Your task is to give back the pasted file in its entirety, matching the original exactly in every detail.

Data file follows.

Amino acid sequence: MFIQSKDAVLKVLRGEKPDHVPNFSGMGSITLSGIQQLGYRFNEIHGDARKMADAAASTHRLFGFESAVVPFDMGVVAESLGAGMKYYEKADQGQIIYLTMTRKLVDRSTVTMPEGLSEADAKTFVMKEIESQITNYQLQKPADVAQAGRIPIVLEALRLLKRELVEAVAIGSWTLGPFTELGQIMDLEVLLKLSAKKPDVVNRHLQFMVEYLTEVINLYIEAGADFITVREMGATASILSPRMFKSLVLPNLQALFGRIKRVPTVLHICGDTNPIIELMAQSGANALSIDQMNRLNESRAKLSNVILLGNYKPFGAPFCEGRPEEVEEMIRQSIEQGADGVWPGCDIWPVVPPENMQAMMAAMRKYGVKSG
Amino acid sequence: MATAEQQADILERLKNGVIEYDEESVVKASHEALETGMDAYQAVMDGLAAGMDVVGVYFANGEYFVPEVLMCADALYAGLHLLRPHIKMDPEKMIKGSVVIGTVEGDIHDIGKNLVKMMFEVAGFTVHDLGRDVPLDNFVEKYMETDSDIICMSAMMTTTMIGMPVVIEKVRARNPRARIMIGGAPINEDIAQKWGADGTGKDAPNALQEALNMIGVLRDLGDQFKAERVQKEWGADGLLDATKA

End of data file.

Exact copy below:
Amino acid sequence: MFIQSKDAVLKVLRGEKPDHVPNFSGMGSITLSGIQQLGYRFNEIHGDARKMADAAASTHRLFGFESAVVPFDMGVVAESLGAGMKYYEKADQGQIIYLTMTRKLVDRSTVTMPEGLSEADAKTFVMKEIESQITNYQLQKPADVAQAGRIPIVLEALRLLKRELVEAVAIGSWTLGPFTELGQIMDLEVLLKLSAKKPDVVNRHLQFMVEYLTEVINLYIEAGADFITVREMGATASILSPRMFKSLVLPNLQALFGRIKRVPTVLHICGDTNPIIELMAQSGANALSIDQMNRLNESRAKLSNVILLGNYKPFGAPFCEGRPEEVEEMIRQSIEQGADGVWPGCDIWPVVPPENMQAMMAAMRKYGVKSG
Amino acid sequence: MATAEQQADILERLKNGVIEYDEESVVKASHEALETGMDAYQAVMDGLAAGMDVVGVYFANGEYFVPEVLMCADALYAGLHLLRPHIKMDPEKMIKGSVVIGTVEGDIHDIGKNLVKMMFEVAGFTVHDLGRDVPLDNFVEKYMETDSDIICMSAMMTTTMIGMPVVIEKVRARNPRARIMIGGAPINEDIAQKWGADGTGKDAPNALQEALNMIGVLRDLGDQFKAERVQKEWGADGLLDATKA